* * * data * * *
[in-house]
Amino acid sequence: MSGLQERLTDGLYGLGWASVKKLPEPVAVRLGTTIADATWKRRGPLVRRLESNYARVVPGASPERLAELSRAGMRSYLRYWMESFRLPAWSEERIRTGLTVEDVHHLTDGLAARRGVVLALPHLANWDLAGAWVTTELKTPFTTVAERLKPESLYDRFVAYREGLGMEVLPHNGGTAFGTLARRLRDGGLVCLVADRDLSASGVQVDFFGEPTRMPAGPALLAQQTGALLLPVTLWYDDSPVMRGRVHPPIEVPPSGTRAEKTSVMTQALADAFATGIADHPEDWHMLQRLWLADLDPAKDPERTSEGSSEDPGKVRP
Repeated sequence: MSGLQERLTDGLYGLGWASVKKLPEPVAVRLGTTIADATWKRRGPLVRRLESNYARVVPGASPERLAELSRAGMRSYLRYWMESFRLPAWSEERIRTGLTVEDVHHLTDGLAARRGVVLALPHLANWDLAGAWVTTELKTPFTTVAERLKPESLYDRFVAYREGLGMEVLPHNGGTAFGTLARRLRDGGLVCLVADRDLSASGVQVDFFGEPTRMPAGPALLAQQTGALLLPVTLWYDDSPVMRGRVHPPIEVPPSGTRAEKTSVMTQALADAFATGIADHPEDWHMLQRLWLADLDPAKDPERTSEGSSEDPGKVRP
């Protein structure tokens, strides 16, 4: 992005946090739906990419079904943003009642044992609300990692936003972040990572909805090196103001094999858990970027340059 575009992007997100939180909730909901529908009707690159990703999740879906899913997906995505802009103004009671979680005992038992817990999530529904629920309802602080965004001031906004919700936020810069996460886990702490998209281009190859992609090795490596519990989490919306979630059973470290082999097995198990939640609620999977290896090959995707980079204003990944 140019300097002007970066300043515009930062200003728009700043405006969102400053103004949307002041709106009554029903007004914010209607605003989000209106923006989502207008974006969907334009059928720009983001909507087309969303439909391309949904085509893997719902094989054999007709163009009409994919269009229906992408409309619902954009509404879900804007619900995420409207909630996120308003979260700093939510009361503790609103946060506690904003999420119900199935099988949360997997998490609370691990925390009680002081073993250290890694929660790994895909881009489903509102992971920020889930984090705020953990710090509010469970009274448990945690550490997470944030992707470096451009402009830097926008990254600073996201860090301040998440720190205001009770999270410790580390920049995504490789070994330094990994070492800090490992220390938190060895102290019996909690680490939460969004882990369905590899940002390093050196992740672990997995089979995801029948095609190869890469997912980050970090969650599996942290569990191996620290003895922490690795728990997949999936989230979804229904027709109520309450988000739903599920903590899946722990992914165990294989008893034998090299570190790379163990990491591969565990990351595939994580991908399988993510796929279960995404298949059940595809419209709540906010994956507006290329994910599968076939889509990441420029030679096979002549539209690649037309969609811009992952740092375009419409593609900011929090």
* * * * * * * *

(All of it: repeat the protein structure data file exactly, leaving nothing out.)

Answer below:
[in-house]
Amino acid sequence: MSGLQERLTDGLYGLGWASVKKLPEPVAVRLGTTIADATWKRRGPLVRRLESNYARVVPGASPERLAELSRAGMRSYLRYWMESFRLPAWSEERIRTGLTVEDVHHLTDGLAARRGVVLALPHLANWDLAGAWVTTELKTPFTTVAERLKPESLYDRFVAYREGLGMEVLPHNGGTAFGTLARRLRDGGLVCLVADRDLSASGVQVDFFGEPTRMPAGPALLAQQTGALLLPVTLWYDDSPVMRGRVHPPIEVPPSGTRAEKTSVMTQALADAFATGIADHPEDWHMLQRLWLADLDPAKDPERTSEGSSEDPGKVRP
Repeated sequence: MSGLQERLTDGLYGLGWASVKKLPEPVAVRLGTTIADATWKRRGPLVRRLESNYARVVPGASPERLAELSRAGMRSYLRYWMESFRLPAWSEERIRTGLTVEDVHHLTDGLAARRGVVLALPHLANWDLAGAWVTTELKTPFTTVAERLKPESLYDRFVAYREGLGMEVLPHNGGTAFGTLARRLRDGGLVCLVADRDLSASGVQVDFFGEPTRMPAGPALLAQQTGALLLPVTLWYDDSPVMRGRVHPPIEVPPSGTRAEKTSVMTQALADAFATGIADHPEDWHMLQRLWLADLDPAKDPERTSEGSSEDPGKVRP
């Protein structure tokens, strides 16, 4: 992005946090739906990419079904943003009642044992609300990692936003972040990572909805090196103001094999858990970027340059 575009992007997100939180909730909901529908009707690159990703999740879906899913997906995505802009103004009671979680005992038992817990999530529904629920309802602080965004001031906004919700936020810069996460886990702490998209281009190859992609090795490596519990989490919306979630059973470290082999097995198990939640609620999977290896090959995707980079204003990944 140019300097002007970066300043515009930062200003728009700043405006969102400053103004949307002041709106009554029903007004914010209607605003989000209106923006989502207008974006969907334009059928720009983001909507087309969303439909391309949904085509893997719902094989054999007709163009009409994919269009229906992408409309619902954009509404879900804007619900995420409207909630996120308003979260700093939510009361503790609103946060506690904003999420119900199935099988949360997997998490609370691990925390009680002081073993250290890694929660790994895909881009489903509102992971920020889930984090705020953990710090509010469970009274448990945690550490997470944030992707470096451009402009830097926008990254600073996201860090301040998440720190205001009770999270410790580390920049995504490789070994330094990994070492800090490992220390938190060895102290019996909690680490939460969004882990369905590899940002390093050196992740672990997995089979995801029948095609190869890469997912980050970090969650599996942290569990191996620290003895922490690795728990997949999936989230979804229904027709109520309450988000739903599920903590899946722990992914165990294989008893034998090299570190790379163990990491591969565990990351595939994580991908399988993510796929279960995404298949059940595809419209709540906010994956507006290329994910599968076939889509990441420029030679096979002549539209690649037309969609811009992952740092375009419409593609900011929090």